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Chapter 6


'Some men when they grow rich, store pictures in a gallery,' Living,
their friends envy them, and after death the genuineness of the
collection is disputed under the dispersing hammer.

A better way is to spread your picture over all earth; visiting them as
Fate allows. Then none can steal or deface, nor any reverse of fortune
force a sale; sunshine and tempest warm and ventilate the gallery for
nothing, and--in spite of all that has been said of her
crudeness--Nature is not altogether a bad frame-maker. The knowledge
that you may never live to see an especial treasure twice teaches the
eyes to see quickly while the light lasts; and the possession of such a
gallery breeds a very fine contempt for painted shows and the smeary
things that are called pictures.

In the North Pacific, to the right hand as you go westward, hangs a
small study of no particular value as compared with some others. The
mist is down on an oily stretch of washed-out sea; through the mist the
bats-wings of a sealing schooner are just indicated. In the foreground,
all but leaping out of the frame, an open rowboat, painted the rawest
blue and white, rides up over the shoulder of a swell. A man in
blood-red jersey and long boots, all shining with moisture, stands at
the bows holding up the carcase of a silver-bellied sea-otter from whose
pelt the wet drips in moonstones. Now the artist who could paint the
silver wash of the mist, the wriggling treacly reflection of the boat,
and the raw red wrists of the man would be something of a workman.

But my gallery is in no danger of being copied at present. Three years
since, I met an artist in the stony bed of a brook, between a line of
300 graven, lichened godlings and a flaming bank of azaleas, swearing
horribly. He had been trying to paint one of my pictures--nothing more
than a big water-worn rock tufted with flowers and a snow-capped hill
for background. Most naturally he failed, because there happened to be
absolutely no perspective in the thing, and he was pulling the lines
about to make some for home consumption. No man can put the contents of
a gallon jar into a pint mug. The protests of all uncomfortably-crowded
mugs since the world began have settled that long ago, and have given us
the working theories, devised by imperfect instruments for imperfect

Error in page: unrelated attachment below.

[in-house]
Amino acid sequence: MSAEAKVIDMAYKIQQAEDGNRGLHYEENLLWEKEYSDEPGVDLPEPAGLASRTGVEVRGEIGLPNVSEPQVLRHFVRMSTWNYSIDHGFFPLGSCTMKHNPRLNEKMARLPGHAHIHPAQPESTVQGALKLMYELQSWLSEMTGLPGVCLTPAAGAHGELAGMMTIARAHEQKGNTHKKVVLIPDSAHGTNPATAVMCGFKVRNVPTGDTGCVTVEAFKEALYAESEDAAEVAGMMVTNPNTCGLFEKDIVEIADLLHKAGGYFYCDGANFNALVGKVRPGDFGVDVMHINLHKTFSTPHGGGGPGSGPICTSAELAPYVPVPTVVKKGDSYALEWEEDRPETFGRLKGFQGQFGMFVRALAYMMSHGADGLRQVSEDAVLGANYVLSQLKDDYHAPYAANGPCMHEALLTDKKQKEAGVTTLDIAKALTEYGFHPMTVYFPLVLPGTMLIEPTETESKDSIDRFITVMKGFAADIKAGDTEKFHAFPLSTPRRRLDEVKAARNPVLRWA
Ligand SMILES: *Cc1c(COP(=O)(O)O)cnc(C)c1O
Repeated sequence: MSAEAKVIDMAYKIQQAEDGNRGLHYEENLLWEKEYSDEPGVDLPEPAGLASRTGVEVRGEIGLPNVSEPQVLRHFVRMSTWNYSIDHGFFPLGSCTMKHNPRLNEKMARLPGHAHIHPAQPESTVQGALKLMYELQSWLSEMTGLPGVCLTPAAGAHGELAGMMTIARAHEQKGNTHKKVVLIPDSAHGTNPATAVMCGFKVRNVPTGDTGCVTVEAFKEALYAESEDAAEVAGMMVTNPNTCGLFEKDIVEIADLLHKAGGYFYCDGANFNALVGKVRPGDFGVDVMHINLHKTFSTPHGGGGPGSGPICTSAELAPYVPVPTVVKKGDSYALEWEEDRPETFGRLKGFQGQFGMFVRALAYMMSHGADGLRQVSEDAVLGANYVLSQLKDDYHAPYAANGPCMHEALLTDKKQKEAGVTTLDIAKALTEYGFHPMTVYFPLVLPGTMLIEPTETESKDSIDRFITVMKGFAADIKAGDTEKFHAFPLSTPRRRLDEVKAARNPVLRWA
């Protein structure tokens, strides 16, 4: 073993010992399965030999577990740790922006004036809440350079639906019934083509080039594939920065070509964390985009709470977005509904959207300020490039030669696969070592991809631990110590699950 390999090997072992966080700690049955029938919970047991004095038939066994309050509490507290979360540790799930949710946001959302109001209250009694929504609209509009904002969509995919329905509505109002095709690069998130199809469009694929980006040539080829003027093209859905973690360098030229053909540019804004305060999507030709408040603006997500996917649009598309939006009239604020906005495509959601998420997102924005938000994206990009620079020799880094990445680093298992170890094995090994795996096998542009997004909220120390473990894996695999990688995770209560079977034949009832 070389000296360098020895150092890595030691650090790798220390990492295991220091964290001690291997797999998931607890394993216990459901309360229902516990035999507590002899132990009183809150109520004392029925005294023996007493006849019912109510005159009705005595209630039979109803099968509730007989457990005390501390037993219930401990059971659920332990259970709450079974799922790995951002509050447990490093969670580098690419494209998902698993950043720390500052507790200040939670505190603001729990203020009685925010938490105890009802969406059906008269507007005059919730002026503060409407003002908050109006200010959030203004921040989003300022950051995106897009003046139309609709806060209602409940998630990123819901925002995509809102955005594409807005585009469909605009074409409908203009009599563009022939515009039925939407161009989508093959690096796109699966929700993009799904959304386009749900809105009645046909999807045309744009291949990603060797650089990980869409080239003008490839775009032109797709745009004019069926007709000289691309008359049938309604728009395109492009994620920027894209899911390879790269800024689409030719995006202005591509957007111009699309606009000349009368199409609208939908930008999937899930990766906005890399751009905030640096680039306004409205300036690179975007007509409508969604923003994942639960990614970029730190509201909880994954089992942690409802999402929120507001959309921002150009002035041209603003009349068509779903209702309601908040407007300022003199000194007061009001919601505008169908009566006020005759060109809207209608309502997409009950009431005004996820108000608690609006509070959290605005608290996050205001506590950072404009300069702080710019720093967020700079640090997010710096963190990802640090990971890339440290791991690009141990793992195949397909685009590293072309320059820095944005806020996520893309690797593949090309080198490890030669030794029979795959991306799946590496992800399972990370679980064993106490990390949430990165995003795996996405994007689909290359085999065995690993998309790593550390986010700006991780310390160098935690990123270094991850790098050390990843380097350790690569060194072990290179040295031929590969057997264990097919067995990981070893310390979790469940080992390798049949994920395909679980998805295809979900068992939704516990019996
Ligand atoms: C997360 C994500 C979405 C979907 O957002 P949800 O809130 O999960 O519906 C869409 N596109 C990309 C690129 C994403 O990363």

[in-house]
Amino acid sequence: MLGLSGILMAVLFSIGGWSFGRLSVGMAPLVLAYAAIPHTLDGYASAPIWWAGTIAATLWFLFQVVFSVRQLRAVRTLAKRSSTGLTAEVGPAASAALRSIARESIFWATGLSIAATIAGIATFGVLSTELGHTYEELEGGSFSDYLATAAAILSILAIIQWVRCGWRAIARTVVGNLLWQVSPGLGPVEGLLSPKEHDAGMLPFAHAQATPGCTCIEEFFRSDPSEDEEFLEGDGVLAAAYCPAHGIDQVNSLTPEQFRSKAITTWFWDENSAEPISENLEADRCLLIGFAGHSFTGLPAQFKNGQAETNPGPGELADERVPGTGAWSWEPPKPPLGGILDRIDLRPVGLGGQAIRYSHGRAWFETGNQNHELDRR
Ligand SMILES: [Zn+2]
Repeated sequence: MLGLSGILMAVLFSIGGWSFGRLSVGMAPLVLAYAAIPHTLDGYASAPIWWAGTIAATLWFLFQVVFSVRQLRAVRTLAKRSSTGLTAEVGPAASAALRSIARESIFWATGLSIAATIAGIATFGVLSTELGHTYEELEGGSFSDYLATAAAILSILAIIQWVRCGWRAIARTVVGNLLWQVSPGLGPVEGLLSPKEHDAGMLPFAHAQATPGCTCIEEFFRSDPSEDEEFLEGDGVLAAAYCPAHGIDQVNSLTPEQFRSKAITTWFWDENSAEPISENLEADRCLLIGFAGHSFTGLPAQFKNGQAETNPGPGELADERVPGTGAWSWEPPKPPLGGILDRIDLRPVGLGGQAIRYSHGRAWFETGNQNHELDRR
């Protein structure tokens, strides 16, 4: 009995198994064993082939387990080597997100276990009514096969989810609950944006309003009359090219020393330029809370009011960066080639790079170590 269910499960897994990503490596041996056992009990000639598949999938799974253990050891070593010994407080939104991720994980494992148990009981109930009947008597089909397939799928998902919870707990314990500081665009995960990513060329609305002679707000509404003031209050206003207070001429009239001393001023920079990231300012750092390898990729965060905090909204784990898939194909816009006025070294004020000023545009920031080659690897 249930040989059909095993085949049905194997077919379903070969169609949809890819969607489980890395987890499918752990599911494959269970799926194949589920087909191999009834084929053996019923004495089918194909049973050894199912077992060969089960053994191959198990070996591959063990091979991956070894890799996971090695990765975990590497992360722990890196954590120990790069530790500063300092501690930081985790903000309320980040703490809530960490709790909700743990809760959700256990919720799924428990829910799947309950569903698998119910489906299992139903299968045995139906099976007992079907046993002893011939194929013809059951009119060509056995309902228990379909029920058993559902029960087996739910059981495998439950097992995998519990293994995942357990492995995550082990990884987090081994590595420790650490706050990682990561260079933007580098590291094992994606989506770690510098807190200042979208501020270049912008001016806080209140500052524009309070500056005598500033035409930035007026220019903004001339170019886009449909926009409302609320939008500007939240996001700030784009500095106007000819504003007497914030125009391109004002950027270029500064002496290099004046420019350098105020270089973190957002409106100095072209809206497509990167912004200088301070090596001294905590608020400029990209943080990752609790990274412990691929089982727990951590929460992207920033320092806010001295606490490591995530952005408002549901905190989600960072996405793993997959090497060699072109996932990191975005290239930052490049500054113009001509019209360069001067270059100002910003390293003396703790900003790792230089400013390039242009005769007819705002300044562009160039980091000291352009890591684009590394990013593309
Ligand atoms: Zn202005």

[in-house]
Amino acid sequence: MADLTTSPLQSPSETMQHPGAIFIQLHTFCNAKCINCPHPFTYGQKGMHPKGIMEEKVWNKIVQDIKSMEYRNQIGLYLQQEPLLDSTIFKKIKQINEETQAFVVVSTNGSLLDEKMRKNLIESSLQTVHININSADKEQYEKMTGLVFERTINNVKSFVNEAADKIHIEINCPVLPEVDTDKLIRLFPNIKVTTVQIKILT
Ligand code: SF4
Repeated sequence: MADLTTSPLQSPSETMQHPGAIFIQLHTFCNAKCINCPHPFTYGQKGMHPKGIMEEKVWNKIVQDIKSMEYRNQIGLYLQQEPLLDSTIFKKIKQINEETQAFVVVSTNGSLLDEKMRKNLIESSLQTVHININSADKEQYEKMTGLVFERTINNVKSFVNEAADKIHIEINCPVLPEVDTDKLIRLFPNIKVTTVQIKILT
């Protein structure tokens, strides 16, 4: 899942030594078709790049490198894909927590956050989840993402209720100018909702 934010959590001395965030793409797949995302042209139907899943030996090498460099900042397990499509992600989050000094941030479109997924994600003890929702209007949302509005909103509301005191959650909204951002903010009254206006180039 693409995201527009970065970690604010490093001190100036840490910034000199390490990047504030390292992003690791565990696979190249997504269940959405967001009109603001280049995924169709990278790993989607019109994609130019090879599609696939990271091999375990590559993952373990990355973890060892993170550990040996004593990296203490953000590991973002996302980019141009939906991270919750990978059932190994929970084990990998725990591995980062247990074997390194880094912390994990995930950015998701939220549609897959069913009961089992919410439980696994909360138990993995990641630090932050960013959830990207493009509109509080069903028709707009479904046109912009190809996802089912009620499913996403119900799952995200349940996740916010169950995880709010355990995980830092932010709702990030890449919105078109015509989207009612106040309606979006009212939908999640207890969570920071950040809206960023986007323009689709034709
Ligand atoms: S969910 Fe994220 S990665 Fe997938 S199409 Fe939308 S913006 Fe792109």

instruments, which are called Rules of Art.

Luckily, those who painted my gallery were born before man. Therefore,
my pictures, instead of being boxed up by lumbering bars of gold, are
disposed generously between latitudes, equinoxes, monsoons, and the
like, and, making all allowance for an owner's partiality, they are
really not so bad.

'Down in the South where the ships never go'--between the heel of New
Zealand and the South Pole, there is a sea-piece showing a steamer
trying to come round in the trough of a big beam sea. The wet light of
the day's end comes more from the water than the sky, and the waves are
colourless through the haze of the rain, all but two or three blind
sea-horses swinging out of the mist on the ship's dripping weather side.
A lamp is lighted in the wheel-house; so one patch of yellow light falls
on the green-painted pistons of the steering gear as they snatch up the
rudder-chains. A big sea has got home. Her stern flies up in the lather
of a freed screw, and her deck from poop to the break of the foc's'le
goes under in gray-green water level as a mill-race except where it
spouts up above the donkey-engine and the stored derrick-booms. Forward
there is nothing but this glare; aft, the interrupted wake drives far to
leeward, a cut kite-string dropped across the seas. The sole thing that
has any rest in the turmoil is the jewelled, unwinking eye of an
albatross, who is beating across wind leisurely and unconcerned, almost
within hand's touch. It is the monstrous egotism of that eye that makes
the picture. By all the rules of art there should be a lighthouse or a
harbour pier in the background to show that everything will end happily.
But there is not, and the red eye does not care whether the thing
beneath its still wings stays or staves.

The sister-panel hangs in the Indian Ocean and tells a story, but is